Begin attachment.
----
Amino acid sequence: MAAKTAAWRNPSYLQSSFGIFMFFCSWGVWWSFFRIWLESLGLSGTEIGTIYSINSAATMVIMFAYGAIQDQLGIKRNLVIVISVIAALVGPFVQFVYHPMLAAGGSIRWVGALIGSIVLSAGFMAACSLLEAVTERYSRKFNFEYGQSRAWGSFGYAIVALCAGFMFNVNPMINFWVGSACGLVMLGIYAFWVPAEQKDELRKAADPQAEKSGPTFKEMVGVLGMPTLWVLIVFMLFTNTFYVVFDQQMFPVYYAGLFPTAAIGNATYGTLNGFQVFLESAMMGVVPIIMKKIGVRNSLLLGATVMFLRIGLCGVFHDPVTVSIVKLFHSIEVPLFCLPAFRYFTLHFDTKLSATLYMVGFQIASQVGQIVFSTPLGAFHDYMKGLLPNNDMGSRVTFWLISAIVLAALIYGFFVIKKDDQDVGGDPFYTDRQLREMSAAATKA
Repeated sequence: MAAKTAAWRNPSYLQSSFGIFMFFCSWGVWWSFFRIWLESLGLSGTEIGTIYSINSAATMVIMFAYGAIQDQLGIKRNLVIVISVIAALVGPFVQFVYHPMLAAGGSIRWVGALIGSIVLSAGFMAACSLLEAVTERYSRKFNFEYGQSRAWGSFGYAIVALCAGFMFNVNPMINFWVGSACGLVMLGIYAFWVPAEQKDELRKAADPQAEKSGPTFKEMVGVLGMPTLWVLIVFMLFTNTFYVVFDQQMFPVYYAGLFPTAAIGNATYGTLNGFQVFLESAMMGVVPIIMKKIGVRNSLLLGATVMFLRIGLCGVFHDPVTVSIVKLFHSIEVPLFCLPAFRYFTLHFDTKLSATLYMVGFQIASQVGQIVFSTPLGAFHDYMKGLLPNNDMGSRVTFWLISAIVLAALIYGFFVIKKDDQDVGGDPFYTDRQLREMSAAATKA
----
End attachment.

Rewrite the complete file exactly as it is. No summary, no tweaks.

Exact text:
Amino acid sequence: MAAKTAAWRNPSYLQSSFGIFMFFCSWGVWWSFFRIWLESLGLSGTEIGTIYSINSAATMVIMFAYGAIQDQLGIKRNLVIVISVIAALVGPFVQFVYHPMLAAGGSIRWVGALIGSIVLSAGFMAACSLLEAVTERYSRKFNFEYGQSRAWGSFGYAIVALCAGFMFNVNPMINFWVGSACGLVMLGIYAFWVPAEQKDELRKAADPQAEKSGPTFKEMVGVLGMPTLWVLIVFMLFTNTFYVVFDQQMFPVYYAGLFPTAAIGNATYGTLNGFQVFLESAMMGVVPIIMKKIGVRNSLLLGATVMFLRIGLCGVFHDPVTVSIVKLFHSIEVPLFCLPAFRYFTLHFDTKLSATLYMVGFQIASQVGQIVFSTPLGAFHDYMKGLLPNNDMGSRVTFWLISAIVLAALIYGFFVIKKDDQDVGGDPFYTDRQLREMSAAATKA
Repeated sequence: MAAKTAAWRNPSYLQSSFGIFMFFCSWGVWWSFFRIWLESLGLSGTEIGTIYSINSAATMVIMFAYGAIQDQLGIKRNLVIVISVIAALVGPFVQFVYHPMLAAGGSIRWVGALIGSIVLSAGFMAACSLLEAVTERYSRKFNFEYGQSRAWGSFGYAIVALCAGFMFNVNPMINFWVGSACGLVMLGIYAFWVPAEQKDELRKAADPQAEKSGPTFKEMVGVLGMPTLWVLIVFMLFTNTFYVVFDQQMFPVYYAGLFPTAAIGNATYGTLNGFQVFLESAMMGVVPIIMKKIGVRNSLLLGATVMFLRIGLCGVFHDPVTVSIVKLFHSIEVPLFCLPAFRYFTLHFDTKLSATLYMVGFQIASQVGQIVFSTPLGAFHDYMKGLLPNNDMGSRVTFWLISAIVLAALIYGFFVIKKDDQDVGGDPFYTDRQLREMSAAATKA